Last summer, 21 works in a major exhibition in Genoa of Modigliani’s work were pulled from exhibition on the concern that they were forgeries. As reported by Architectural Digest earlier this year, 20 of those works were declared fakes.
However, much of this will sound like old news, as the rash of fake Modiglianis goes much further than the Genoa exhibition. According to an article from Vanity Fair, it’s postulated that there may be up to 1000 Modigliani forgeries out there. But why?
For starters, people like Modigliani. His work is art historically important and his style is easily recognizable. Here at the Art Docent Program, we feature his work in several different grade levels of our curriculum. People are drawn to his work, even nearly 100 years after his death, which means demand is high. But why have forgeries of his work, in particular, reached epidemic proportions?
We’ve talked about major forgeries in art history before on this blog, but many have to do with alleged works by Old Masters like Vermeer. Older works can be less likely to have a recorded provenance, or a history of who’s owned, bought, and sold the painting, which can be used to trace the work back to the artist. Within the past 100 or so years, provenance became a large part of how works are deemed authentic. Thus, artists, galleries, and collectors have generally kept better records in recent years than, say, a patron might during the Renaissance.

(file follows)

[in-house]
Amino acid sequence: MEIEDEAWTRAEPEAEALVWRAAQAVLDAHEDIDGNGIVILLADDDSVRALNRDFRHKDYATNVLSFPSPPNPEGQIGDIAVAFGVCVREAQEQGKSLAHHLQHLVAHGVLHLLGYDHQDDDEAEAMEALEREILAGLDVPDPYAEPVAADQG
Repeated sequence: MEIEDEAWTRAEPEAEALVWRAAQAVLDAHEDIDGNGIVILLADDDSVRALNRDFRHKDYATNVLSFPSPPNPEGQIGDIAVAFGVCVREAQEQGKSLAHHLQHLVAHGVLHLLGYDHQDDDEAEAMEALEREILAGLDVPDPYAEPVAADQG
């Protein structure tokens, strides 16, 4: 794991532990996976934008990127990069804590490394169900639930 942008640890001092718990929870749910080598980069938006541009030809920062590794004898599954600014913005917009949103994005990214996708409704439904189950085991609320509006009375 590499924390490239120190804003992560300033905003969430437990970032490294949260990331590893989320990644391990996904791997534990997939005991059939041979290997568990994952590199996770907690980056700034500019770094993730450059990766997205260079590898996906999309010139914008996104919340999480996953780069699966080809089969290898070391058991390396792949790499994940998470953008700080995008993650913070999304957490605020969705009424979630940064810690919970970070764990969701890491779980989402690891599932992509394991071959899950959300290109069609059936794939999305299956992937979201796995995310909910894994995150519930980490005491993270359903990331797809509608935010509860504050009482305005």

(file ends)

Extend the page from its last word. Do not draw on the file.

But of course, records aren’t always kept for every single piece. According to this article from Vanity Fair, Modigliani practically gave some of his works away during his lifetime. Jean Cocteau, who frequently sat for Modigliani, is quoted in the above article as saying that “[he] used to hand out his drawings like some gypsy fortuneteller, giving them away, and that explains why, although there are some fifty drawings of me in existence, I only own one.”
Growing demand for the artist’s work has created a market ripe for forgeries. As the centenary of his death approaches, his legend has only grown. The Italian-Jewish artist, a contemporary of Picasso and Toulouse-Latrec, found fame (and notoriety) in Paris before his untimely death in 1920. Since, the prices for his works have fetched over $100 million. However, as more fakes are exposed, buyers are hesitating. It doesn’t help that experts who have claimed to be authorities on Modigliani (and who are all jockeying to become a sort of ultimate expert) have mis-attributed forgeries as the real thing. Attempts to de-muddy the waters has led to lawsuits and, as the Vanity Fair article states, even death threats.
But curators and experts worldwide are hoping to put an end to the fakes. Beginning in fall 2017, experts and museum workers from around the world started examining and testing the myriad of the artist’s works currently in museums. Curators and experts hope studying the works will help them better understand how and with what tools and pigments Modigliani created his art…and thus, be better able to detect fakes.
We’ll have to stay tuned as the qualified experts learn more. But could this lead to more revelations like the in Genoa? We’re going to have to wait and see.
What do we do here at the Art Docent Program? Discover more about our program and curriculum here!